Regarding people being “neither our pasts nor our behavior:” This is a belief worth having for it is a model that produces positive results. While contemplatives and behavioral scientists struggle to identify what human beings are, I, in the interest in being practical and doing what works, offer the above model to mark out what we are not: We are neither our actions nor pasts. So, let’s get on with our lives in ways that work.

Whether due to ignorance, naivete, foible or by intent we wrong others. I suggest that it is our behavior that is to be judged rather than who we are. Our human dignity and value as life forms is to remain intact, whole and unsullied. Our actions are at issue rather than our beings, and identities. This model does not absolve us from our need to take responsibility for our actions; nor, of being accountable. Being accountable and responsible is one of the markers of a healthy psychologically individuated adult. We owe this to ourselves; and others benefit as consequence.

We like that which is like us. When meeting another person with whom we share common experiences, values and interests we are comforted: We like them. We may feel relaxed with them. This is normal. It is natural too. Too often, however, when meeting people with whom we share neither experiences, values nor interests, we feel an absence of comfort; an absence of relaxation and ease; we may dislike them, or be indifferent to them, or prefer not being in their company. We have normalized these responses in ourselves.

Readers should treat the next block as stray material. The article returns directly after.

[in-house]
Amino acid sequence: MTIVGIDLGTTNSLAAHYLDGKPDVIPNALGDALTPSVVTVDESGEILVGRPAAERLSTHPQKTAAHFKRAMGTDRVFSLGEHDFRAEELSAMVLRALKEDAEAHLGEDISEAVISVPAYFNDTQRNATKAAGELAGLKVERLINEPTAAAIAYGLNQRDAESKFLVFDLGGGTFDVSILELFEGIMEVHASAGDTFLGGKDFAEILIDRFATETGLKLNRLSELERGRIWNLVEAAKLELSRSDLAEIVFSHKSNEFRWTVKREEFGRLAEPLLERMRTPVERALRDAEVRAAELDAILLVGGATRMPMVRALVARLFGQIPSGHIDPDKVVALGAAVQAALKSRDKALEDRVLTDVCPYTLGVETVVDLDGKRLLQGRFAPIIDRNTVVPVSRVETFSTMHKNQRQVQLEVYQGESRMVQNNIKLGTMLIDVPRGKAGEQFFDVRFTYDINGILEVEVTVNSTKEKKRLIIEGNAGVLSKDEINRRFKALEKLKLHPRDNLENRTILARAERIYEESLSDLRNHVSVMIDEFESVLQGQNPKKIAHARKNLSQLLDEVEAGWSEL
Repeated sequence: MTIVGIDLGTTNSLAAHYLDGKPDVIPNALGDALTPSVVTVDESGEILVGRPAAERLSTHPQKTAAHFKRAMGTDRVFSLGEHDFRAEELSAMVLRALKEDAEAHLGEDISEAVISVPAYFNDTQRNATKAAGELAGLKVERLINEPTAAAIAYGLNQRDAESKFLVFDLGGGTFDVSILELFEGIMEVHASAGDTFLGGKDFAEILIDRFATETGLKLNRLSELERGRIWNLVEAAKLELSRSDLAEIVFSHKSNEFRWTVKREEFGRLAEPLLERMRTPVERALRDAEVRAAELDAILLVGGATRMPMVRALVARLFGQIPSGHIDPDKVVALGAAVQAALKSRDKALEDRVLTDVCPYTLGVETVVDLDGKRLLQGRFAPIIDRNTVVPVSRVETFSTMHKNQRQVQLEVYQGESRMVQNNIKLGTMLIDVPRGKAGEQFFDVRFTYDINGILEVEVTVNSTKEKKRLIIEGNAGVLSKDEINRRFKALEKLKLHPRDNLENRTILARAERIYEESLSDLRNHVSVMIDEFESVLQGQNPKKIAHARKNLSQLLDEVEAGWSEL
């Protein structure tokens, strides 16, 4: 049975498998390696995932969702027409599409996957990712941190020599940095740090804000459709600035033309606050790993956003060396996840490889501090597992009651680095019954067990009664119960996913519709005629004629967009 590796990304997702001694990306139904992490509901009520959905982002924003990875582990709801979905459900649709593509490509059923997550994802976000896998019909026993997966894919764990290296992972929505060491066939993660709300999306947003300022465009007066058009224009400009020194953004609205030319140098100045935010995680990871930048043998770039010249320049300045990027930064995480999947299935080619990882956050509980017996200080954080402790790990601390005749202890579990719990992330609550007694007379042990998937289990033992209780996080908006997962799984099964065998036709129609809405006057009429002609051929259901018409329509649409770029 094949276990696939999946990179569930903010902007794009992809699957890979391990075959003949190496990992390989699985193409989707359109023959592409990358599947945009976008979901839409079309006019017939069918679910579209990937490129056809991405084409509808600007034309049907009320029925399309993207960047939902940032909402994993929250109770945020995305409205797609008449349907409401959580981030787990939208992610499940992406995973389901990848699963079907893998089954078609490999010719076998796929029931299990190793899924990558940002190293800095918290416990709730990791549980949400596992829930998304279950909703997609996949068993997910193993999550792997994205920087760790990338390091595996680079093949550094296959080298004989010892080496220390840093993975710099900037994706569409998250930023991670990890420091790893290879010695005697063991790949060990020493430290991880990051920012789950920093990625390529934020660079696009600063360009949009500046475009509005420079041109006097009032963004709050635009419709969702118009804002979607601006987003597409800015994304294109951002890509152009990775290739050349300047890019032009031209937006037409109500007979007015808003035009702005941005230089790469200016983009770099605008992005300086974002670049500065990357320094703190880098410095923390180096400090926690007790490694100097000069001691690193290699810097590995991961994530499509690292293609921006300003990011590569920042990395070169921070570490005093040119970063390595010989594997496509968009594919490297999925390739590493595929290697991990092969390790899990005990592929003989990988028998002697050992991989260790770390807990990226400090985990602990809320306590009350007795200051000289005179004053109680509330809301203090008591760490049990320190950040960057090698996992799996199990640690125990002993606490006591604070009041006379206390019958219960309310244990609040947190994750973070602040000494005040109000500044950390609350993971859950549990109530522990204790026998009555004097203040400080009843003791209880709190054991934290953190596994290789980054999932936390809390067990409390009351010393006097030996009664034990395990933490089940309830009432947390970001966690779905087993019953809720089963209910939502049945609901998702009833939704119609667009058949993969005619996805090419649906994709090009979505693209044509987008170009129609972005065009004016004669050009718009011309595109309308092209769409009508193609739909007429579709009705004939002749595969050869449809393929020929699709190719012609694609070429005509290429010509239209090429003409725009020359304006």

Yet, our discomfort is unnatural. We need not feel this way. While like likes like, and like orients around like, like can orient around difference without fear or discomfort. We can learn to be okay and relaxed in the face of that which differs from us: to be comfortable.

Something similar applies to relating with ourselves. As we open to knowing that who we are is distinct from our actions and pasts, the acknowledging of our actions concerning our having wronged another will be less angst producing. We will no longer think less of ourselves. Instead, we will see that our actions might need changing, yet who we are is okay.

In closing out this post, I share with you that my intent for this series has nothing to do with enhancing our understanding about anger, although that may happen. The American mythologist Joseph Campbell reminded us that we are not here to find meaning in our lives but rather to experience the rapture of being alive. Five of Hellinger’s seven types of anger are what I refer to as problematic forms of anger. They impede us from “experiencing the rapture of being alive.”

My intent is to provoke our movement into becoming the “I” in the “I-Thou” relationship. (There is the only relationship available to us. Perhaps we best get on with it.)

• How have I wronged myself?

• What do I need to change so I can resolve these things in myself?

• When will I sit down with myself and with self-respect, strength and clarity resolve these things within myself?

• What are the names of those I have wronged this month, and have yet taken the actions you owe them and myself? This year? This decade? In the past?

• What do I need to change so I can resolve these things with them?

• If needed, who possesses the compassionate intelligence and skill to properly facilitate these processes for me? To help me clean up these wrongs?

• How can I open to seeing myself as distinct from my actions and past?